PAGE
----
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Anesth Analg. 2010 Aug;111(2):316-23. doi: 10.1213/ANE.0b013e3181e329f1. Epub 2010 May 20.

Effect of the perioperative blood transfusion and blood conservation in cardiac surgery clinical practice guidelines of the Society of Thoracic Surgeons and the Society of Cardiovascular Anesthesiologists upon clinical practices.

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Department of Surgery, The Center for Leadership and Improvement, Dartmouth Medical School, The Dartmouth Institute for Health Policy and Clinical Practice, Dartmouth-Hitchcock Medical Center Dartmouth College, Lebanon, NH, USA.



The 2007 Society of Thoracic Surgeons and the Society of Cardiovascular Anesthesiologists Clinical Practice Guideline for Perioperative Blood Transfusion and Blood Conservation in Cardiac Surgery was recently promulgated and has received much attention. Using a survey of cardiac anesthesiologists and perfusionists' clinical practice, we aimed to assess the current practices of perfusion, anesthesia, and surgery, as recommended by the Guidelines, and to also determine the role the Guidelines had in changing these practices.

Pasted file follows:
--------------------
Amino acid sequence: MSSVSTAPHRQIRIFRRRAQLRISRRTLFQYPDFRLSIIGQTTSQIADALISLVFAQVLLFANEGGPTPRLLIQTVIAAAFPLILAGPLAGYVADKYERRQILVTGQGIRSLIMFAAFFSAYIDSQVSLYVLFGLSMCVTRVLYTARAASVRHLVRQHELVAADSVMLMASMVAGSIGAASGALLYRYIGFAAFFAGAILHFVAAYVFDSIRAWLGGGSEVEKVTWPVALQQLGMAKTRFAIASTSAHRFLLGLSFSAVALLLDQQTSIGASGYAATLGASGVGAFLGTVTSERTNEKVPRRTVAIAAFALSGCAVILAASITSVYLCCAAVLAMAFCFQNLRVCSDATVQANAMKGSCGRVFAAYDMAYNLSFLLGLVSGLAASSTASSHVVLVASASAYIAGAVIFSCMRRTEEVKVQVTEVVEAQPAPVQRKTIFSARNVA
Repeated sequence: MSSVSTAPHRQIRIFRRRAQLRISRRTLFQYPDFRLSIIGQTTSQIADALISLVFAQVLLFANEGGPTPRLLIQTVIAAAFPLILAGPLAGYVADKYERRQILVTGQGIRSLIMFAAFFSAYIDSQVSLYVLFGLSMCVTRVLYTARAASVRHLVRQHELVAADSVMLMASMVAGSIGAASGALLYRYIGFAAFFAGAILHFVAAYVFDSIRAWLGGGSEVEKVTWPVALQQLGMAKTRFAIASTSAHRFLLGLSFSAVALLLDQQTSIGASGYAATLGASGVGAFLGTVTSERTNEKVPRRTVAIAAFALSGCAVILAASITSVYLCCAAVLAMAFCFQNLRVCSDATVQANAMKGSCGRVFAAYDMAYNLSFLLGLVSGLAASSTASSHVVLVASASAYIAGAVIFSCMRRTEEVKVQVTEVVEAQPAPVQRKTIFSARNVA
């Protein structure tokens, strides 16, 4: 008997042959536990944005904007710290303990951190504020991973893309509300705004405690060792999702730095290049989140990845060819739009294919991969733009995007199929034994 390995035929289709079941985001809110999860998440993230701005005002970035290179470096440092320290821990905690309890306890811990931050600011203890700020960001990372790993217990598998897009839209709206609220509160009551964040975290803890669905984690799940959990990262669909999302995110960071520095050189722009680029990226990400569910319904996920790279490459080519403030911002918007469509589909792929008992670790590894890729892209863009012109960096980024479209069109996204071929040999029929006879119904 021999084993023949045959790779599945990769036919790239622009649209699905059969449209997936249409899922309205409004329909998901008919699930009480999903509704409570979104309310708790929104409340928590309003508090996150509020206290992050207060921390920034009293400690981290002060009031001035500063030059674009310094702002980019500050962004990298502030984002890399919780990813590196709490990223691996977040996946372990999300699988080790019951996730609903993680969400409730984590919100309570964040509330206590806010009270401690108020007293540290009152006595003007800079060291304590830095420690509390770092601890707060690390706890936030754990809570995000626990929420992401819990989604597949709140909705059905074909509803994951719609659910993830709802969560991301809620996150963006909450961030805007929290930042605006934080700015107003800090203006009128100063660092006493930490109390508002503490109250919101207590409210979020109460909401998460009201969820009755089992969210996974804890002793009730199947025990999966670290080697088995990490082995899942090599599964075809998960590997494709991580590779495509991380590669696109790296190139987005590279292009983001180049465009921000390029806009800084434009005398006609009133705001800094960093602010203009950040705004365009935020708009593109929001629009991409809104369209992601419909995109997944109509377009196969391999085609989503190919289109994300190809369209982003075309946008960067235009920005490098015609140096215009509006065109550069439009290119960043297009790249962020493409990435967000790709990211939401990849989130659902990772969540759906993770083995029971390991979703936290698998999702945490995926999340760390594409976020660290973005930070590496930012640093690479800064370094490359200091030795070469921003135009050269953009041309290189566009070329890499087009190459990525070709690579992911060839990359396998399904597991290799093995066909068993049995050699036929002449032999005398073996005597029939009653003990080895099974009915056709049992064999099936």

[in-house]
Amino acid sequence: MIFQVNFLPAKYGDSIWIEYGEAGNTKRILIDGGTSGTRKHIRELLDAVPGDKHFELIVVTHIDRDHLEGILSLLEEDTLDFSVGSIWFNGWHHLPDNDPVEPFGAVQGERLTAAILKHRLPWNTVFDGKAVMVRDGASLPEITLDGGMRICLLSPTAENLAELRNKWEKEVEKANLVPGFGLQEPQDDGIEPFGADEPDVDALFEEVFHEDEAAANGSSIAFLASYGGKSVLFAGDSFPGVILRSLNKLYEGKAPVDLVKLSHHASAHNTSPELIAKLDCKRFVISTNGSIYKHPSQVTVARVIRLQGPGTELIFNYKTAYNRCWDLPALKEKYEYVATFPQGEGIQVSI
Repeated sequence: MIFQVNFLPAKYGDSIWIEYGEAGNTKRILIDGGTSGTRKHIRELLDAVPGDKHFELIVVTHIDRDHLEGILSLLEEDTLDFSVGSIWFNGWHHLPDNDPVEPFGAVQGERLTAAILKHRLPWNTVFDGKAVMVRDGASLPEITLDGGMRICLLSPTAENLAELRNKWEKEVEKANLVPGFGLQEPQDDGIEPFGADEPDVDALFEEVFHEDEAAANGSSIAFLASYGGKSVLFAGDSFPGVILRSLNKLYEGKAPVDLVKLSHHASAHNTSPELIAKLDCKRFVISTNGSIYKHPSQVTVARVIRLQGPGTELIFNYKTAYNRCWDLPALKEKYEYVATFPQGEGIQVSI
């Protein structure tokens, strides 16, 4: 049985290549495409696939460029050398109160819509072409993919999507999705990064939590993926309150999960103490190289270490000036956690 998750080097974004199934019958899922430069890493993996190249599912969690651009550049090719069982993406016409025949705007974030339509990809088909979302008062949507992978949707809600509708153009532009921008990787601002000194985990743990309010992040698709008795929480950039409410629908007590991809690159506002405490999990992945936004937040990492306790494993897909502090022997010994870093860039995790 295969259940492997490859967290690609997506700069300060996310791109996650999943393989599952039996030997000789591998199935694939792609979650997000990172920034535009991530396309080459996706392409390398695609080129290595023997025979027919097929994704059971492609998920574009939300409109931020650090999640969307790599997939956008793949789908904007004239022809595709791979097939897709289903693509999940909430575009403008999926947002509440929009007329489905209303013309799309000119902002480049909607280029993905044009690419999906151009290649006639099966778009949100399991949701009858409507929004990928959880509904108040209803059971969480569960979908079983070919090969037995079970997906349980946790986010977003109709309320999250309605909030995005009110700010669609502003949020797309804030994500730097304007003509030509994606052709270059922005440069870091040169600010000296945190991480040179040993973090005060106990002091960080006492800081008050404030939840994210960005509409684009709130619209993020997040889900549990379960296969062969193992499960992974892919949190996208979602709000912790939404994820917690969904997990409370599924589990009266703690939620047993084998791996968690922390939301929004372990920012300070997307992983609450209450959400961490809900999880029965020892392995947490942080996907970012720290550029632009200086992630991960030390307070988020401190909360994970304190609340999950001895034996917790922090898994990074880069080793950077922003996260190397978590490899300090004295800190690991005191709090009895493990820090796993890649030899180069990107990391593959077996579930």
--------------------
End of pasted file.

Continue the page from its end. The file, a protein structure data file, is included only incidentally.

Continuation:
Nontrainee members of the Society of Cardiovascular Anesthesiologists, the American Academy of Cardiovascular Perfusion, the Canadian Society of Clinical Perfusion, and the American Society of ExtraCorporeal Technology were surveyed using a standardized survey instrument that examined clinical practices and responses to the Guidelines.


A total of 1402 surveys from 1061 institutions principally in the United States (677 institutions) and Canada (34 institutions) were returned, a 32% response rate. There was wide distribution of the Guidelines with 78% of anesthesiologists and 67% of perfusionists reporting having read all, part, or a summary of the Guidelines. However, only 20% of respondents reported that an institutional discussion had taken place as a result of the Guidelines, and only 14% of respondents reported that an institutional monitoring group had been formed. There was wide variability in current preoperative testing, perfusion, surgical, and pharmacological practices reported by respondents. Twenty-six percent of respondents reported 1 or more practice changes in response to the Guidelines. The changes made were reported to be highly (9%) or somewhat (31%) effective in reducing overall transfusion rates. Only 4 of 38 Guideline recommendations were reported by >5% of respondents to have been changed in response to the Guidelines.


Wide variation in clinical practices of cardiac surgery was reported. Little change in clinical practices was attributed to the Society of Thoracic Surgeons/Society of Cardiovascular Anesthesiologists Guidelines.

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